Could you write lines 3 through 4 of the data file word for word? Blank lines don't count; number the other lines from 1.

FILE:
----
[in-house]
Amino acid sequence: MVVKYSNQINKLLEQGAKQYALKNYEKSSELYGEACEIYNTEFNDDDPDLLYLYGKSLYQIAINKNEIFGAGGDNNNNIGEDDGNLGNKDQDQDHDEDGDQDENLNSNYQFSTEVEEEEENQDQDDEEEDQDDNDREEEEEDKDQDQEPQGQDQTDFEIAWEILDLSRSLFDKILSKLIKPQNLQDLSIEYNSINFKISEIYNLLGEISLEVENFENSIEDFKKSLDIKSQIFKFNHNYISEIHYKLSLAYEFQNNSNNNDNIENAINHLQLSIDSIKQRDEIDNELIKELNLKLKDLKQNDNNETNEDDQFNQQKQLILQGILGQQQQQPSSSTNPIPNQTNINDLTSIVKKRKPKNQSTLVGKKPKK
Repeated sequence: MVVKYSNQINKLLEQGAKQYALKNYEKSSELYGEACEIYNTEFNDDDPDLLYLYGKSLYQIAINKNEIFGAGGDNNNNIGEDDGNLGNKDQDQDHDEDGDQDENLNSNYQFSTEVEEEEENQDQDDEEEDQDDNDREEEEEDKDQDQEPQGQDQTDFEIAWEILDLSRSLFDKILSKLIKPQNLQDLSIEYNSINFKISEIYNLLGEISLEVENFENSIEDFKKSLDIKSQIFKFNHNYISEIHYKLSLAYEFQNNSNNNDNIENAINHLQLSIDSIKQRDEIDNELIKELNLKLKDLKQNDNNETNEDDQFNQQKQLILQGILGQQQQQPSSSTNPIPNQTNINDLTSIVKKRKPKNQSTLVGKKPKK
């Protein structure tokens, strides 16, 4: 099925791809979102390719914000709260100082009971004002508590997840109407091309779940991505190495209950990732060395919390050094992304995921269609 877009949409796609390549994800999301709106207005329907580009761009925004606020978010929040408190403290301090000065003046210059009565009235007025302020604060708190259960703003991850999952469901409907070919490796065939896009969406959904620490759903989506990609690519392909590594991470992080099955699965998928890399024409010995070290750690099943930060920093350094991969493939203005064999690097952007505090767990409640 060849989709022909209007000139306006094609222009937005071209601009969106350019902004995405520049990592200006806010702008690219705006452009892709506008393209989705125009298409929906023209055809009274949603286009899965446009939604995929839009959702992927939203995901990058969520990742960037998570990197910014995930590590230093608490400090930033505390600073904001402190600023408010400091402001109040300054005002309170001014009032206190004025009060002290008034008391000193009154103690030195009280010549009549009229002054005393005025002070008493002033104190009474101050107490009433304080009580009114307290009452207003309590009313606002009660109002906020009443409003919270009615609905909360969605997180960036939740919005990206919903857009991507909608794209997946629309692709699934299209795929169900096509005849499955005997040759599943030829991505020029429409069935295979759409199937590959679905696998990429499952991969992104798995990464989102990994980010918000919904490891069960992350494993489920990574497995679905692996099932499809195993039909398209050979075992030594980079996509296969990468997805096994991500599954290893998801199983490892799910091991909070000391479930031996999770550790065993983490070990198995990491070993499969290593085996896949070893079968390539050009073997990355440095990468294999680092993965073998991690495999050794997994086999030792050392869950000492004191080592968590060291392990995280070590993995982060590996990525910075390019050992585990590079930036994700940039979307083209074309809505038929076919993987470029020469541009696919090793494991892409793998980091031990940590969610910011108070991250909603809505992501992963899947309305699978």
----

Repeated sequence: MVVKYSNQINKLLEQGAKQYALKNYEKSSELYGEACEIYNTEFNDDDPDLLYLYGKSLYQIAINKNEIFGAGGDNNNNIGEDDGNLGNKDQDQDHDEDGDQDENLNSNYQFSTEVEEEEENQDQDDEEEDQDDNDREEEEEDKDQDQEPQGQDQTDFEIAWEILDLSRSLFDKILSKLIKPQNLQDLSIEYNSINFKISEIYNLLGEISLEVENFENSIEDFKKSLDIKSQIFKFNHNYISEIHYKLSLAYEFQNNSNNNDNIENAINHLQLSIDSIKQRDEIDNELIKELNLKLKDLKQNDNNETNEDDQFNQQKQLILQGILGQQQQQPSSSTNPIPNQTNINDLTSIVKKRKPKNQSTLVGKKPKK
């Protein structure tokens, strides 16, 4: 099925791809979102390719914000709260100082009971004002508590997840109407091309779940991505190495209950990732060395919390050094992304995921269609 877009949409796609390549994800999301709106207005329907580009761009925004606020978010929040408190403290301090000065003046210059009565009235007025302020604060708190259960703003991850999952469901409907070919490796065939896009969406959904620490759903989506990609690519392909590594991470992080099955699965998928890399024409010995070290750690099943930060920093350094991969493939203005064999690097952007505090767990409640 060849989709022909209007000139306006094609222009937005071209601009969106350019902004995405520049990592200006806010702008690219705006452009892709506008393209989705125009298409929906023209055809009274949603286009899965446009939604995929839009959702992927939203995901990058969520990742960037998570990197910014995930590590230093608490400090930033505390600073904001402190600023408010400091402001109040300054005002309170001014009032206190004025009060002290008034008391000193009154103690030195009280010549009549009229002054005393005025002070008493002033104190009474101050107490009433304080009580009114307290009452207003309590009313606002009660109002906020009443409003919270009615609905909360969605997180960036939740919005990206919903857009991507909608794209997946629309692709699934299209795929169900096509005849499955005997040759599943030829991505020029429409069935295979759409199937590959679905696998990429499952991969992104798995990464989102990994980010918000919904490891069960992350494993489920990574497995679905692996099932499809195993039909398209050979075992030594980079996509296969990468997805096994991500599954290893998801199983490892799910091991909070000391479930031996999770550790065993983490070990198995990491070993499969290593085996896949070893079968390539050009073997990355440095990468294999680092993965073998991690495999050794997994086999030792050392869950000492004191080592968590060291392990995280070590993995982060590996990525910075390019050992585990590079930036994700940039979307083209074309809505038929076919993987470029020469541009696919090793494991892409793998980091031990940590969610910011108070991250909603809505992501992963899947309305699978």